Small Doses of the Future: A Collection of Medical Science Fiction Stories (Science and Fiction)
Format: PDF / Kindle (mobi) / ePub
This book features nine short stories that offer an intriguing glimpse into our medical future, including vaccination strategies against unknown deathly pathogens, nanomedicine to cure diseases and retard ageing, bionics, and cloning and euthanasia.
my days trying to commune with the things that made life worth living. But now, I had the perfect retreat. The quaint house was nestled next to a neighborhood park, with a beautiful view of the foliage from the second floor master bedroom window. I began spending my weekends there and the renovations went quickly. Within a month, I was ready for my first visitors. Boredom and security were about to be replaced by fulfillment and paranoia. I had kept the décor very retro. Faux-oak paneling
the repressive European nation in Slobistan were years of tremendous cultural and political upheaval which he, of course, missed completely, because he was a prisoner, in case you weren’t paying attention. During his sentence he learned how to play the harmonica and made sure that everybody else on his cell block understood that nobody knew the troubles he’d seen. This is precisely the kind of thing that will make other prisoners feel excluded, since they’re in cells too. This was a rare failure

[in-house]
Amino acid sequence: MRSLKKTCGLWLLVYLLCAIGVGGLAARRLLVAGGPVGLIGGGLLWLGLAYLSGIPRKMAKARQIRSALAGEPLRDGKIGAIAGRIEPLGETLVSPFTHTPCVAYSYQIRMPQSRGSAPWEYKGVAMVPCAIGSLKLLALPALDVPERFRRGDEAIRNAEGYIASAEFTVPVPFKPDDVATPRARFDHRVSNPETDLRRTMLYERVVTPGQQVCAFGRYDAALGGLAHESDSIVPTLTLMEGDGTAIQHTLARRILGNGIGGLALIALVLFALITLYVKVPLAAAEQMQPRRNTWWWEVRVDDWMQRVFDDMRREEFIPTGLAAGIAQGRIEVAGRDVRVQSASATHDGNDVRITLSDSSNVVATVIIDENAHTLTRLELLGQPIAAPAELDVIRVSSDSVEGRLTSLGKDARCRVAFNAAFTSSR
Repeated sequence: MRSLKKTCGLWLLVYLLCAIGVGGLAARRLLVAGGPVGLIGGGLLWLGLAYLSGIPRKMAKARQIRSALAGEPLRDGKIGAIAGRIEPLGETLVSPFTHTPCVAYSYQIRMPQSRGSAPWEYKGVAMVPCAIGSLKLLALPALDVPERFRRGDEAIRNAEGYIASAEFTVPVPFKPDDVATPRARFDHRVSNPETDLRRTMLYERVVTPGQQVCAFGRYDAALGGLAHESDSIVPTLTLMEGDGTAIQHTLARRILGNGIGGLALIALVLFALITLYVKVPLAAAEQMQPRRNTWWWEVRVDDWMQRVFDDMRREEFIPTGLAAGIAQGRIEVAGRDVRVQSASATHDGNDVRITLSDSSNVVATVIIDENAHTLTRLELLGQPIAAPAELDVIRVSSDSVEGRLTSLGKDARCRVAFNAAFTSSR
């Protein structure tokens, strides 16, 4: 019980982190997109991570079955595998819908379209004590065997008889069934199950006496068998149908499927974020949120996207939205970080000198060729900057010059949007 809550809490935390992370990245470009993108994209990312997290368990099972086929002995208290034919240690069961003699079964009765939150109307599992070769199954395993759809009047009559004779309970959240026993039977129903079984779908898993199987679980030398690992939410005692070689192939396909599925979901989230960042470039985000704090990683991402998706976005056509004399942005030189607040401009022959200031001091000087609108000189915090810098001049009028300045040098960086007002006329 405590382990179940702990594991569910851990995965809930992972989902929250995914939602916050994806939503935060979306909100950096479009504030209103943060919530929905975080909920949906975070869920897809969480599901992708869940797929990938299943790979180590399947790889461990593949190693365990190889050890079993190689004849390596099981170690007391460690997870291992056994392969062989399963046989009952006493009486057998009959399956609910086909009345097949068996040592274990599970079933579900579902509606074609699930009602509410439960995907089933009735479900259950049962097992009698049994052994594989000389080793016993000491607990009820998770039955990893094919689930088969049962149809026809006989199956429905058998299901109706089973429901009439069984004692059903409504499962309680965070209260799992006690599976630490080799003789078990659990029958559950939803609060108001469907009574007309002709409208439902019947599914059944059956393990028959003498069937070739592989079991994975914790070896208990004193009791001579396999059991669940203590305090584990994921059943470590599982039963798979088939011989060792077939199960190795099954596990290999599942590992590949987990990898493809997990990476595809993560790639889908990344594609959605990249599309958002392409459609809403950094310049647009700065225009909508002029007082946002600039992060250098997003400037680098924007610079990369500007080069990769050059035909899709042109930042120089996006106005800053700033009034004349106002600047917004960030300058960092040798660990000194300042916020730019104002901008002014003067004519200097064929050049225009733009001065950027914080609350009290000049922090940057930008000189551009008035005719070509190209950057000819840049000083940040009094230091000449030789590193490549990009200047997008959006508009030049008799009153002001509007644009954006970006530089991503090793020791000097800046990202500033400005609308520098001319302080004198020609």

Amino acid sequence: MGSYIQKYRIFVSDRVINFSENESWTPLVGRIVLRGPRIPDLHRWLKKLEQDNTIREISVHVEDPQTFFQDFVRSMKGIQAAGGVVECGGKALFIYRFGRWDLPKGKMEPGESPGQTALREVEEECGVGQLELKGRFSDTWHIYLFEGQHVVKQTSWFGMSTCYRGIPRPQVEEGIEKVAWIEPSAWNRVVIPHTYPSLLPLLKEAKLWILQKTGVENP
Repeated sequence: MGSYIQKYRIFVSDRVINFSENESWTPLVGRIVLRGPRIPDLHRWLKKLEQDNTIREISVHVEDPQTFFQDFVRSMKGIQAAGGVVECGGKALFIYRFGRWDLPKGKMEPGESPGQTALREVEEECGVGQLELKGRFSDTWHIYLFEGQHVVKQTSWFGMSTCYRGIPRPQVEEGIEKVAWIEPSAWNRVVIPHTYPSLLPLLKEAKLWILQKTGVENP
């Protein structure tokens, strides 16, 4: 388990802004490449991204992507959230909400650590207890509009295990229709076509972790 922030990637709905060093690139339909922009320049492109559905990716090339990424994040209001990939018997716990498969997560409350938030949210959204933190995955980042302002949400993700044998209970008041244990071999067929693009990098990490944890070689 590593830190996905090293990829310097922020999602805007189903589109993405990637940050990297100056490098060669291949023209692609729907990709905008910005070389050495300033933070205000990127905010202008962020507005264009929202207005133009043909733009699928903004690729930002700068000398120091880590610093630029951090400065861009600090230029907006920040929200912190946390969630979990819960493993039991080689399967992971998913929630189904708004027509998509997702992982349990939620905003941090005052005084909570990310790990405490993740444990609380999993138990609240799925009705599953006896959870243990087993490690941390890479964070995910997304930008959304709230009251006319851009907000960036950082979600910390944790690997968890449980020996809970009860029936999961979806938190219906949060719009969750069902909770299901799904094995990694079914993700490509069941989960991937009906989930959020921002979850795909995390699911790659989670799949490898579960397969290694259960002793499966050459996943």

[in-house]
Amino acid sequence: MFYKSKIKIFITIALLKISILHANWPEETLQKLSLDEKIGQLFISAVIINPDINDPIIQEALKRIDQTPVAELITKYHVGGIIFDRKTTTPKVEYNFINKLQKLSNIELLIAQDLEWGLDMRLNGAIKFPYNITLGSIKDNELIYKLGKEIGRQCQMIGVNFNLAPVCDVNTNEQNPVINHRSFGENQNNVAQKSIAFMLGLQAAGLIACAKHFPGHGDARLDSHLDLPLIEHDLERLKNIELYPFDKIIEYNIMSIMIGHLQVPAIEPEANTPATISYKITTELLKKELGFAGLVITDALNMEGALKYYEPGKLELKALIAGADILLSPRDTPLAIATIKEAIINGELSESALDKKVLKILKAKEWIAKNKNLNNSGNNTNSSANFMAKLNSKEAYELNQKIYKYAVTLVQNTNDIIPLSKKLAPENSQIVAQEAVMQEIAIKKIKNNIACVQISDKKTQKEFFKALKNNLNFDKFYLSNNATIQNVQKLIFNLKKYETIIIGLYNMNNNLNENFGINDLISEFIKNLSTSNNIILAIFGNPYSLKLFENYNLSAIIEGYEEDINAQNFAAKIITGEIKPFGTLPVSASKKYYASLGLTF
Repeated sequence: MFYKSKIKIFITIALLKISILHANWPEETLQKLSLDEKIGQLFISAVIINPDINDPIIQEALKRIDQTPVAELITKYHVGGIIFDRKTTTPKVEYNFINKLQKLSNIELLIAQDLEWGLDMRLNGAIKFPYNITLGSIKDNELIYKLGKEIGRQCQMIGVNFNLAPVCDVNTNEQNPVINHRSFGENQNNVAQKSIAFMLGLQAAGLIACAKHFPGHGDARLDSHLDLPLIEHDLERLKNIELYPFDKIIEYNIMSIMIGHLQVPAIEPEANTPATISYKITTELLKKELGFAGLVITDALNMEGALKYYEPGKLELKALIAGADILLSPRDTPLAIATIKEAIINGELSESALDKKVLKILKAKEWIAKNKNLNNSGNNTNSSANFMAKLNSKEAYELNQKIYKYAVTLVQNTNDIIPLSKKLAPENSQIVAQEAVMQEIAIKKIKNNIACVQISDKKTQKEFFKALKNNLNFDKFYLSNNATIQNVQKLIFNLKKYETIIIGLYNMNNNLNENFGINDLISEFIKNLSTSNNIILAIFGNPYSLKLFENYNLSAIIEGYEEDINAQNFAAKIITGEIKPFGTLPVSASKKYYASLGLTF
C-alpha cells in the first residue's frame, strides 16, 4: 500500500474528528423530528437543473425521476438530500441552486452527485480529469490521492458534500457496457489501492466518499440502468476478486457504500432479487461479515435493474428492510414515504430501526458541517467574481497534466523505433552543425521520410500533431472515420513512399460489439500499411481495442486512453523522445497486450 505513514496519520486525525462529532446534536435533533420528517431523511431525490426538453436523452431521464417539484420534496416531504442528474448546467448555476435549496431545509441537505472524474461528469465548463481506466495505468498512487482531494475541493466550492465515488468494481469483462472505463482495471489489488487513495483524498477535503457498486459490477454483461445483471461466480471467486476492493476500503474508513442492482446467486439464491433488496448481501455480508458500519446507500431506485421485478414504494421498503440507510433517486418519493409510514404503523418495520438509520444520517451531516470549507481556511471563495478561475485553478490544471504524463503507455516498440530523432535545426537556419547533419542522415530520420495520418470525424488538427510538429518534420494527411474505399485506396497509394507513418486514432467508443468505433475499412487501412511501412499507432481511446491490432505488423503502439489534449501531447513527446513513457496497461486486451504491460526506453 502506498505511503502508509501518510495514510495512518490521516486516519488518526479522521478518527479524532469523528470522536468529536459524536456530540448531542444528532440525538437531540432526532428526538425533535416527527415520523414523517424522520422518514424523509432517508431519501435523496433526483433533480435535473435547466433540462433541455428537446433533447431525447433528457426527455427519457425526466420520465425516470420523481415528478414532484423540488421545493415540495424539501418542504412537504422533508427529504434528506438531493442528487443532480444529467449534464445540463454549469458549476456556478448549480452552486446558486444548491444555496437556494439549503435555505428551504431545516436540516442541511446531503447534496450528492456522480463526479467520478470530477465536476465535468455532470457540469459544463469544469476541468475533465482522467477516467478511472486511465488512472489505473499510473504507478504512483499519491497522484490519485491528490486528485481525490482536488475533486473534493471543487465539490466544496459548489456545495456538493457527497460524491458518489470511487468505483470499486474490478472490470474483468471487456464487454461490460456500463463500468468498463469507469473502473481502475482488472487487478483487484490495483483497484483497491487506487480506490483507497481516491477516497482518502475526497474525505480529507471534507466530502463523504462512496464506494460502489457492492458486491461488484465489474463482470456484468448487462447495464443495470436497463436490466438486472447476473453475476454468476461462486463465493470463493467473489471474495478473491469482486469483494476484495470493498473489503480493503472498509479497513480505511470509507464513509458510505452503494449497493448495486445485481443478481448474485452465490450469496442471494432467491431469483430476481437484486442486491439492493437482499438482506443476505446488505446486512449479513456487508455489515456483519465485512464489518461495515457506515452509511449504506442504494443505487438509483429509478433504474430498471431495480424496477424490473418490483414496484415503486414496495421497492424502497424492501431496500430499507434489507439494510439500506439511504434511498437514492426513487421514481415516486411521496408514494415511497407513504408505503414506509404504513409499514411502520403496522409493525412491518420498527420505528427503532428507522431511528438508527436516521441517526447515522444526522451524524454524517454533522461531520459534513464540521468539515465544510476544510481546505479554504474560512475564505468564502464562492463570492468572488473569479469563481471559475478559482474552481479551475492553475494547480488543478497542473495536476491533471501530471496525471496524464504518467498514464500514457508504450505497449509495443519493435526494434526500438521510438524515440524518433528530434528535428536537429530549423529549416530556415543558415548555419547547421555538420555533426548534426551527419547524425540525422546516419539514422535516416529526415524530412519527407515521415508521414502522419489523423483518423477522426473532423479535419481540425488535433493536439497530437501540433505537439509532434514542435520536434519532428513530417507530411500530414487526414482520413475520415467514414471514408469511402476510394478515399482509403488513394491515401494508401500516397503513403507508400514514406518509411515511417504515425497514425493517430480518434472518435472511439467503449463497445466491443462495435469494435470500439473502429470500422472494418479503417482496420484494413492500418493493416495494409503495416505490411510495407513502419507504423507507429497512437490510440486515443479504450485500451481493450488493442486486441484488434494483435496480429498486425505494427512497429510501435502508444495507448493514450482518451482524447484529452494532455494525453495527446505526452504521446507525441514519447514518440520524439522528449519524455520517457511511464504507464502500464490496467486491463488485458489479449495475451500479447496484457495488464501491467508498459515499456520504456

called out, “Stop zoom. Highlight geo-survey plan.” A rectangular grid appeared over a portion the shadowy far side of the moon just past the border of light, forming a row of four equally sized squares, each grid-marked in a different color: white, green, blue, and red. Judging from the miniscule size the village now appeared, I figured the area had to be hundreds of miles across. Jimmy motioned toward the image. “This is the most recent schematic available for the Geological Survey Project of
ribbed along the sides, and with a black plastic handle that folded out from the top. He handed one to each of us. “Each of these contains a sample of my blood; there should be dozens of nanites in each one. There’s a note in each case explaining what the sample is and what I want them to do with it. Those cases, along with everything in them, are untraceable as long as you don’t leave any fingerprints.” He reached into the backpack and pulled out two envelopes. “These will tell you everything
these have been static braces. Forty years ago, metal stirrups bound to the paralyzed limb with leather bands was the norm; sometimes movable joints would be incorporated at the knee or ankle to allow more natural motion. These devices were cumbersome and provided only passive support, for the most part. Spring-assisted joints were sometimes employed, but only closed a small portion of the gap separating the function of the brace from that of a natural joint controlled by healthy muscles. The